Scholars to explore secrets of Roman city
TRABZON - Anadolu Agency
A surface survey will be carried out in the ancient city of Satala, which served as a military headquarters in the Roman Empire Gümüşhane. AA PhotosAn application has been lodged with the Culture and Tourism Ministry to conduct a surface survey to investigate the ancient city of Satala, which served as a military headquarters in the Roman Empire in the northern province of Gümüşhane’s Kelkit district.
According to historical records, the city, which is 28 kilometers from the city center, was established by the 15th Apollo Legion, a legion of the Imperial Roman army. It served as a headquarters in the ancient era and also served as an intersection of military roads passing through Anatolia and Cappadocia.
The city was controlled at various times by the Assyrian, Macedonian, Roman and Byzantine civilizations.
One arch survives
A 47-arched aqueduct was built to bring water to the ancient city of Satala but only one arch survives today.
The city is believed to cover a very large area. Candles, rings, arms, pots, metal pieces and coins have all been discovered at the site and are now on display at the Istanbul Archaeology Museum, while a bronze bust of Aphrodite is at London’s British Museum.
Kelkit Mayor Ünal Yılmaz said the ancient city of Satala, which is under protection as an archaeological site, had been examined by university academics.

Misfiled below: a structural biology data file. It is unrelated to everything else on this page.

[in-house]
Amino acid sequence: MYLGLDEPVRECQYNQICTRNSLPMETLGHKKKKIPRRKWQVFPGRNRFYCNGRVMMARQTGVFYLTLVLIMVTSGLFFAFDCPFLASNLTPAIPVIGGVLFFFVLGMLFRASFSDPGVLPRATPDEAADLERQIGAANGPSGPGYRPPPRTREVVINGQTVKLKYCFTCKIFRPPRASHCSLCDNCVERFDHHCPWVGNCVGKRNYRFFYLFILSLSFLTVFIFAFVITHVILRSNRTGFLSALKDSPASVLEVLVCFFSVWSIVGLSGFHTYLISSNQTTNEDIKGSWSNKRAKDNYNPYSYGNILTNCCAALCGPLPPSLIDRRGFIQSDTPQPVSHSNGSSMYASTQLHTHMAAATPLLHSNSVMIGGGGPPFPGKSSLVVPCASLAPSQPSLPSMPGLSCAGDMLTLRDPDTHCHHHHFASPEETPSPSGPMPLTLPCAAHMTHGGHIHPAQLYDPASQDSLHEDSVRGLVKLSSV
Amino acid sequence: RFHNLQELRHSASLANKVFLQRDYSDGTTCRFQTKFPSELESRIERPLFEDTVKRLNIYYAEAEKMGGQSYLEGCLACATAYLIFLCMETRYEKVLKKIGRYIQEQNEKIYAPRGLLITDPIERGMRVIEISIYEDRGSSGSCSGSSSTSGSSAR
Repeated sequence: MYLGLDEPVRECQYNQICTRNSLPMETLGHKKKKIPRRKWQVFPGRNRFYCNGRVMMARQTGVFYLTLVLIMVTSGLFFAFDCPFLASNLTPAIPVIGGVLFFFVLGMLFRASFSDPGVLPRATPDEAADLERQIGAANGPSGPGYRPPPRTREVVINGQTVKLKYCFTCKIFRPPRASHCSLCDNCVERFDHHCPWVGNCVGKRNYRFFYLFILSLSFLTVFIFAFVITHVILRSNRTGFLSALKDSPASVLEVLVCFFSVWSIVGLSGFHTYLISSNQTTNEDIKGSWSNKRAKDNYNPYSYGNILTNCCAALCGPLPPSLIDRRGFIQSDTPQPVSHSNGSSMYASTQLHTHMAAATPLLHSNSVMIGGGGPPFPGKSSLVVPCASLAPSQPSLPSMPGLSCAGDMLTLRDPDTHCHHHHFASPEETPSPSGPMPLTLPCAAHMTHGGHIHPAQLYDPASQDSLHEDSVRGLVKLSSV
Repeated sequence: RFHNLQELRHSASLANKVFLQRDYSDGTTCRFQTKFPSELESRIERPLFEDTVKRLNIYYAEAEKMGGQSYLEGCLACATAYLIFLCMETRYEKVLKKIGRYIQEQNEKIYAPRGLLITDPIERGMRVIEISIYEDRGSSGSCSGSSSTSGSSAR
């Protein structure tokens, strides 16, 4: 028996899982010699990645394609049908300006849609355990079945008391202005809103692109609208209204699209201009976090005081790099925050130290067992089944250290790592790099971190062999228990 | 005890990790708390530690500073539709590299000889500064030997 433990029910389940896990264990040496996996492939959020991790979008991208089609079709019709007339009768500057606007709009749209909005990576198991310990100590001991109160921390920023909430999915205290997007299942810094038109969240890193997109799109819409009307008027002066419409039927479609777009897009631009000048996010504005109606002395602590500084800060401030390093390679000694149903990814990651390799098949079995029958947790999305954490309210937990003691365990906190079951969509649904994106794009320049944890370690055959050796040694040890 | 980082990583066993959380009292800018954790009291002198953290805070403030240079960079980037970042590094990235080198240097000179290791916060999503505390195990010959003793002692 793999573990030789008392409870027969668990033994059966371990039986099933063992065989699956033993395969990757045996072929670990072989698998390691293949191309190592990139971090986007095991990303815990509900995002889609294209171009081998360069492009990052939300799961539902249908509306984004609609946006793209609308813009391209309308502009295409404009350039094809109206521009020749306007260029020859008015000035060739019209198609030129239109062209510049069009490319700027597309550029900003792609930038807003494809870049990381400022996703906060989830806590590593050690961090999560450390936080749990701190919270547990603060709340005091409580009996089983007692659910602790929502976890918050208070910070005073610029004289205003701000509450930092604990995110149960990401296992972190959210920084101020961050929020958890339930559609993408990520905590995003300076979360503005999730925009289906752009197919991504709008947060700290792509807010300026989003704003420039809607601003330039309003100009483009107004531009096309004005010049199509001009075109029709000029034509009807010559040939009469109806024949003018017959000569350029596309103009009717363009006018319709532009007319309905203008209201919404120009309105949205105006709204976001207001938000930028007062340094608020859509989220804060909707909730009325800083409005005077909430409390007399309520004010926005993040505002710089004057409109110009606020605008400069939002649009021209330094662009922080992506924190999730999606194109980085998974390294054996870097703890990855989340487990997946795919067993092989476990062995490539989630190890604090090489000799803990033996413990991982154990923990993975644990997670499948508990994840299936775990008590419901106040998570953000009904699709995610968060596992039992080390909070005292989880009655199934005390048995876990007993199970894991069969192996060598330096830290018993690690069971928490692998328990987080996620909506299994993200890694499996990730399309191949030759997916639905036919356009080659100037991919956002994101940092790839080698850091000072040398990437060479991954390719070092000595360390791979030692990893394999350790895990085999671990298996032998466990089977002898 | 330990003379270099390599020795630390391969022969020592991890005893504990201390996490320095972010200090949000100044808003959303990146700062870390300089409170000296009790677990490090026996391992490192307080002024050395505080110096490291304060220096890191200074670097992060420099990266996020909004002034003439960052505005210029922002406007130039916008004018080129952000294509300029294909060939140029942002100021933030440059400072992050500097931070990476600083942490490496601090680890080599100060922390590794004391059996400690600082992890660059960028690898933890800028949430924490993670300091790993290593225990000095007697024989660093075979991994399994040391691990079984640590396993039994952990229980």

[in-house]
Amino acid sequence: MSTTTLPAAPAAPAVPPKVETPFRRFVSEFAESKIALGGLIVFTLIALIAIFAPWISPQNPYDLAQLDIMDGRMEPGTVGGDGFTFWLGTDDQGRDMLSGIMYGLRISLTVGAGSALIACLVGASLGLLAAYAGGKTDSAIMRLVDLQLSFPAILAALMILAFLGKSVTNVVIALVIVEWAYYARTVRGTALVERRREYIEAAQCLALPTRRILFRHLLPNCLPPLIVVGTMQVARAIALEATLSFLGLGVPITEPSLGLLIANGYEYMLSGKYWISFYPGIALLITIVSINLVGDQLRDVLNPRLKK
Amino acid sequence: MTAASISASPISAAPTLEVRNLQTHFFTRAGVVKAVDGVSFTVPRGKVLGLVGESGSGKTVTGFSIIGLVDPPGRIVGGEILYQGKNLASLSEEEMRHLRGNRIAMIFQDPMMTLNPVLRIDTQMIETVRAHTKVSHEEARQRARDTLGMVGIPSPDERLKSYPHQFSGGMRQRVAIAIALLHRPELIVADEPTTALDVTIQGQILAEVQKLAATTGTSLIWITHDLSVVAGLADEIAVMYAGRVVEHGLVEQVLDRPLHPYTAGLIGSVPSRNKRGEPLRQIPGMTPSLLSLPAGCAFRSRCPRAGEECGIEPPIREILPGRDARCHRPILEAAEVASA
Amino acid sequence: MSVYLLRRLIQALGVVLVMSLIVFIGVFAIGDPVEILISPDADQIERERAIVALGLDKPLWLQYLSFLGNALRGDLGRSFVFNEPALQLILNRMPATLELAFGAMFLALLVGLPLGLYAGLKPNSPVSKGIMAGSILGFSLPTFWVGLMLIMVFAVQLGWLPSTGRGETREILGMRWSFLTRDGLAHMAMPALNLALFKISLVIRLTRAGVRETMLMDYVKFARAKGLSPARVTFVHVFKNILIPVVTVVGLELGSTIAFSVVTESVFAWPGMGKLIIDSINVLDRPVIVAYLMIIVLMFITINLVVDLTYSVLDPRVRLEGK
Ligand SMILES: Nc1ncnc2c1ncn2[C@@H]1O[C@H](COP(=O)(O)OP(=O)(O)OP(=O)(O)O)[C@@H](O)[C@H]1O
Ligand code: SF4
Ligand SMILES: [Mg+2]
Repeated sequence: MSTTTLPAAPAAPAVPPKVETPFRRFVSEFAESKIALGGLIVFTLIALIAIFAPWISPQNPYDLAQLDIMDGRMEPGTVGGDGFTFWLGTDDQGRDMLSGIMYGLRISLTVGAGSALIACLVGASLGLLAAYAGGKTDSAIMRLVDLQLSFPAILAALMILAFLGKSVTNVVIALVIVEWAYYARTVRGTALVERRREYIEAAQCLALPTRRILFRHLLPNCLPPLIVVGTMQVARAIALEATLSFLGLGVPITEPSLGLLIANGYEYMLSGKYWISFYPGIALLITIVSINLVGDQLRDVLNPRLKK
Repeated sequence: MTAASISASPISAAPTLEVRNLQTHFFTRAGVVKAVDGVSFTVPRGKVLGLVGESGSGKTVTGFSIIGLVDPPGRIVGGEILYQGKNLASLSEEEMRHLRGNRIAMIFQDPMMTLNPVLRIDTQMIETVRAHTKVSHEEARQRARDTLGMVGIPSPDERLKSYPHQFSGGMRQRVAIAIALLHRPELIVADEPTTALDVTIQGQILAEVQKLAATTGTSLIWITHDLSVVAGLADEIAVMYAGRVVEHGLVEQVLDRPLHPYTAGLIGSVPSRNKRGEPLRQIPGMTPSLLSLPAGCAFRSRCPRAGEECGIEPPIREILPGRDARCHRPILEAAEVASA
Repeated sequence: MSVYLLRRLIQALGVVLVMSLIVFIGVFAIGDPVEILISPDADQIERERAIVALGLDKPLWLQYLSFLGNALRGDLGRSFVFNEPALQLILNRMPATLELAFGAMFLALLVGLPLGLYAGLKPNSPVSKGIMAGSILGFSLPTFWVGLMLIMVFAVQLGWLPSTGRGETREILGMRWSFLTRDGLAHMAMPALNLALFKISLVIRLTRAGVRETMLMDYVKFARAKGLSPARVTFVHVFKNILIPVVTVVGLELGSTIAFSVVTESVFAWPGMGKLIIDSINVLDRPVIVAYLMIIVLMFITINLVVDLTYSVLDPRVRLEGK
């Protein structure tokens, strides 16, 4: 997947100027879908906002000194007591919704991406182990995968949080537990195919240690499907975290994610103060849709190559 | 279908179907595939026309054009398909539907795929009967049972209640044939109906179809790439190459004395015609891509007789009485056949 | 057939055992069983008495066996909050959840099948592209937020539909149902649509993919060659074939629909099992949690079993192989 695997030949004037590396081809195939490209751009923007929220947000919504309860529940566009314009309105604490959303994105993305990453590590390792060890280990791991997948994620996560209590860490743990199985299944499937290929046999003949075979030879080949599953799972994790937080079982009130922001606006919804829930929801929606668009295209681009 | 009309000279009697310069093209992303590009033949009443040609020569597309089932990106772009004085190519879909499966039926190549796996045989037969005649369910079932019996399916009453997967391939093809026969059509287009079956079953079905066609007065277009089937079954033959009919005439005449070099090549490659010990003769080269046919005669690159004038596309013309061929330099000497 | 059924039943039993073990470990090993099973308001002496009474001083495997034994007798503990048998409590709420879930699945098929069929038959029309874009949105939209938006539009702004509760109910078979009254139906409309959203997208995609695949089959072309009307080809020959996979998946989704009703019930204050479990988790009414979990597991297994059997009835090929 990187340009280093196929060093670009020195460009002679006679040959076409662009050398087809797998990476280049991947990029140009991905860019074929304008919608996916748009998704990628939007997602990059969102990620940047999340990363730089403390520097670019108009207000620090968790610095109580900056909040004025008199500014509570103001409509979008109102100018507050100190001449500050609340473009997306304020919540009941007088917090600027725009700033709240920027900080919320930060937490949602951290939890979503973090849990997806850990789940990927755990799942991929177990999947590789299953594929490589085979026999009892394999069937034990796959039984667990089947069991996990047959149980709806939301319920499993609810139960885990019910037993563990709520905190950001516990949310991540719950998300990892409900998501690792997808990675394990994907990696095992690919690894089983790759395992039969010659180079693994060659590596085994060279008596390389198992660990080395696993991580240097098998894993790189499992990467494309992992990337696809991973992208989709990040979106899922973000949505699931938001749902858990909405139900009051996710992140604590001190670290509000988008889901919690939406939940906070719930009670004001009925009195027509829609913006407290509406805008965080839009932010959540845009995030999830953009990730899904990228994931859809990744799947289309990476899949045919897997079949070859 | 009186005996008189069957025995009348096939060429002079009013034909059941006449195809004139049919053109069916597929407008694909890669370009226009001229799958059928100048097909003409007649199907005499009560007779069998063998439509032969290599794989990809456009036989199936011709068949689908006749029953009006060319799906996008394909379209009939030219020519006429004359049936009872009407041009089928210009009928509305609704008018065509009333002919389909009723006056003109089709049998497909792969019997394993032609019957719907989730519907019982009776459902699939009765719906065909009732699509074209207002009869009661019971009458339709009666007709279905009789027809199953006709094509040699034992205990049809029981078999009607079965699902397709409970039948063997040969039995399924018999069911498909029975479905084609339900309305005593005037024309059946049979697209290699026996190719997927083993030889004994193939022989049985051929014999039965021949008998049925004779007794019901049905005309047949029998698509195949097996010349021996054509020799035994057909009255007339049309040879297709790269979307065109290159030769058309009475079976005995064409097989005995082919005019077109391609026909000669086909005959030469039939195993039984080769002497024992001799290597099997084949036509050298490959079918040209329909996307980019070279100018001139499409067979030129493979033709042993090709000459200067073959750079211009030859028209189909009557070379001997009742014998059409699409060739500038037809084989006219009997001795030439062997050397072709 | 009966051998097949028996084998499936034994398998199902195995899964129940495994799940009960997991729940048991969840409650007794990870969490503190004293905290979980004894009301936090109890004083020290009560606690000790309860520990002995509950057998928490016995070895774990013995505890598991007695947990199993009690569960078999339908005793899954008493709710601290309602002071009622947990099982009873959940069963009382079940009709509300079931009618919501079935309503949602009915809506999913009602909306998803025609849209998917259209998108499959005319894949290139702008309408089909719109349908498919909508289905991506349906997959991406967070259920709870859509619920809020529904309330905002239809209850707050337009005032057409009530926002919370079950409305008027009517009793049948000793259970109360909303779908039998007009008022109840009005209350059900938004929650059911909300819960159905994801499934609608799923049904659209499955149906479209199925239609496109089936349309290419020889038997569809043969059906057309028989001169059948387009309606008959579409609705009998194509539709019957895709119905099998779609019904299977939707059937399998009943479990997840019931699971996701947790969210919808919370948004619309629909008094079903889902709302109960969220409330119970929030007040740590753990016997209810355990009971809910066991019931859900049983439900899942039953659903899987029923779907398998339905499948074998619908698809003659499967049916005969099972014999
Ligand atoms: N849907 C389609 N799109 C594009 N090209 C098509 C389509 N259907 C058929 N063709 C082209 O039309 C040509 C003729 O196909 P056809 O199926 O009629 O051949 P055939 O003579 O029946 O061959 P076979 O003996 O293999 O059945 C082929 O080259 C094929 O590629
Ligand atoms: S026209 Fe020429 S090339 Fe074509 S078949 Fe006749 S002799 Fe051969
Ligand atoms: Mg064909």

As a result of the examination, a report was prepared by the Gümüşhane Governor’s Office, Kelkit Municipality and academics. In line with the report, an application was made to the Culture and Tourism Ministry to conduct a surface survey.
Yılmaz said no serious work had been carried out in the historical city.
“No work has been implemented here although there were discussions from time to time. Evaluations were also made but nothing was done in practice. Because it is an archaeological site, people were not able to build structures there. I hope the applications will receive a positive response and that works will be initiated,” Yılmaz said.
“Our academics are very hopeful on the issue. We think this area will add a lot to tourism for our province and district after the pre-excavation work is completed,” Yılmaz said.